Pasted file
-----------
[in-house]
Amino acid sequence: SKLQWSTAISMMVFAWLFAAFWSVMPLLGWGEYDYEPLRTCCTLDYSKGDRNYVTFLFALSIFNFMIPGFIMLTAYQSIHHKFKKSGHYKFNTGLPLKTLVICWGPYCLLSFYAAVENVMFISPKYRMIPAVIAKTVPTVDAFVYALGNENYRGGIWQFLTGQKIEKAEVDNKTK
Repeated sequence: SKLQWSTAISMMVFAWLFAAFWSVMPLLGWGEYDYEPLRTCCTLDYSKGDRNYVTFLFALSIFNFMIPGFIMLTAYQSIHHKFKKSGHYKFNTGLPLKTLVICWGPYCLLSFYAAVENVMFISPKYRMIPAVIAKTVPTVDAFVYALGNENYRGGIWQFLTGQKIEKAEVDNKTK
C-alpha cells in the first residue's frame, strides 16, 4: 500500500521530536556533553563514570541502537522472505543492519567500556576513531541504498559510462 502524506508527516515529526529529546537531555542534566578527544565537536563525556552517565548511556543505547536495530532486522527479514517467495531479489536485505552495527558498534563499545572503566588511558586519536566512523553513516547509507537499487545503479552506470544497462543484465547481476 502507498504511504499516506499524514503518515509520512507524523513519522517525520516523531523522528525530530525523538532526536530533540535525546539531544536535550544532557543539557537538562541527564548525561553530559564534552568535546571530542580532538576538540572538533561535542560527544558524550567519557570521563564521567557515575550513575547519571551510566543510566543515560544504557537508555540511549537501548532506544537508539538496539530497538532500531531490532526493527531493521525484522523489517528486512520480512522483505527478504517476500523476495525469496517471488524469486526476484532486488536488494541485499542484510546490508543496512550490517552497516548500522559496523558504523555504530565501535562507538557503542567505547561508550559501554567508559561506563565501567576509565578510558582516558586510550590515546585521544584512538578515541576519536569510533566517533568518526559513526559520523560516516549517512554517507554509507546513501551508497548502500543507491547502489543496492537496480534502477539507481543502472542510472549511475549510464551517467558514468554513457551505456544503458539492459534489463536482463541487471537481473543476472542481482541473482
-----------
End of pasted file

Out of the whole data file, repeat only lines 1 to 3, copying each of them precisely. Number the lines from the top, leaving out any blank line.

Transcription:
[in-house]
Amino acid sequence: SKLQWSTAISMMVFAWLFAAFWSVMPLLGWGEYDYEPLRTCCTLDYSKGDRNYVTFLFALSIFNFMIPGFIMLTAYQSIHHKFKKSGHYKFNTGLPLKTLVICWGPYCLLSFYAAVENVMFISPKYRMIPAVIAKTVPTVDAFVYALGNENYRGGIWQFLTGQKIEKAEVDNKTK
Repeated sequence: SKLQWSTAISMMVFAWLFAAFWSVMPLLGWGEYDYEPLRTCCTLDYSKGDRNYVTFLFALSIFNFMIPGFIMLTAYQSIHHKFKKSGHYKFNTGLPLKTLVICWGPYCLLSFYAAVENVMFISPKYRMIPAVIAKTVPTVDAFVYALGNENYRGGIWQFLTGQKIEKAEVDNKTK